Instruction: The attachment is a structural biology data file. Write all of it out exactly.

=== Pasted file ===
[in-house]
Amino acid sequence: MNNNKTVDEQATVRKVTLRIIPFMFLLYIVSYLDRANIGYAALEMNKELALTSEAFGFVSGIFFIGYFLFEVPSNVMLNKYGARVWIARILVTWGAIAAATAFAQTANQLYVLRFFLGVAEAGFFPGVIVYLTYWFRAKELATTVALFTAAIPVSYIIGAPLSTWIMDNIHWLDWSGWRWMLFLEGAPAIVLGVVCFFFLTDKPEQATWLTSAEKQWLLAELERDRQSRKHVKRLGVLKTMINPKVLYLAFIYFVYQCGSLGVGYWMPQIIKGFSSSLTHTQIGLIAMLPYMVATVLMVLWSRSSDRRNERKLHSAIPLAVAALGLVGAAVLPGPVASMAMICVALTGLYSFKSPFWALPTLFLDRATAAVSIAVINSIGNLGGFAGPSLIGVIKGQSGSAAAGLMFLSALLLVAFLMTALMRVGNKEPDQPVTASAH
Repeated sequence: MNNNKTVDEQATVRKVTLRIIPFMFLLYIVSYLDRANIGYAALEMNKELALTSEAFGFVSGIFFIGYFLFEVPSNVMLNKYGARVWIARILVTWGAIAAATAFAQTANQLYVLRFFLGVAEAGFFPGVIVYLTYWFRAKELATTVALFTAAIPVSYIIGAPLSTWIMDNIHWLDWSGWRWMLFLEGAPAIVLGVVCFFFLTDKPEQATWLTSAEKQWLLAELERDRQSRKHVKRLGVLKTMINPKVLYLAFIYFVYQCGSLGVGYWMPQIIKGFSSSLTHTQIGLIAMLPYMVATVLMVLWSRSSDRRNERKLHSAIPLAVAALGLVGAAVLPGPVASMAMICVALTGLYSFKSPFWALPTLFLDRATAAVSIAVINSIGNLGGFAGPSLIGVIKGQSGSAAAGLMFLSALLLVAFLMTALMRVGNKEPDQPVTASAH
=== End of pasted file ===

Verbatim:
[in-house]
Amino acid sequence: MNNNKTVDEQATVRKVTLRIIPFMFLLYIVSYLDRANIGYAALEMNKELALTSEAFGFVSGIFFIGYFLFEVPSNVMLNKYGARVWIARILVTWGAIAAATAFAQTANQLYVLRFFLGVAEAGFFPGVIVYLTYWFRAKELATTVALFTAAIPVSYIIGAPLSTWIMDNIHWLDWSGWRWMLFLEGAPAIVLGVVCFFFLTDKPEQATWLTSAEKQWLLAELERDRQSRKHVKRLGVLKTMINPKVLYLAFIYFVYQCGSLGVGYWMPQIIKGFSSSLTHTQIGLIAMLPYMVATVLMVLWSRSSDRRNERKLHSAIPLAVAALGLVGAAVLPGPVASMAMICVALTGLYSFKSPFWALPTLFLDRATAAVSIAVINSIGNLGGFAGPSLIGVIKGQSGSAAAGLMFLSALLLVAFLMTALMRVGNKEPDQPVTASAH
Repeated sequence: MNNNKTVDEQATVRKVTLRIIPFMFLLYIVSYLDRANIGYAALEMNKELALTSEAFGFVSGIFFIGYFLFEVPSNVMLNKYGARVWIARILVTWGAIAAATAFAQTANQLYVLRFFLGVAEAGFFPGVIVYLTYWFRAKELATTVALFTAAIPVSYIIGAPLSTWIMDNIHWLDWSGWRWMLFLEGAPAIVLGVVCFFFLTDKPEQATWLTSAEKQWLLAELERDRQSRKHVKRLGVLKTMINPKVLYLAFIYFVYQCGSLGVGYWMPQIIKGFSSSLTHTQIGLIAMLPYMVATVLMVLWSRSSDRRNERKLHSAIPLAVAALGLVGAAVLPGPVASMAMICVALTGLYSFKSPFWALPTLFLDRATAAVSIAVINSIGNLGGFAGPSLIGVIKGQSGSAAAGLMFLSALLLVAFLMTALMRVGNKEPDQPVTASAH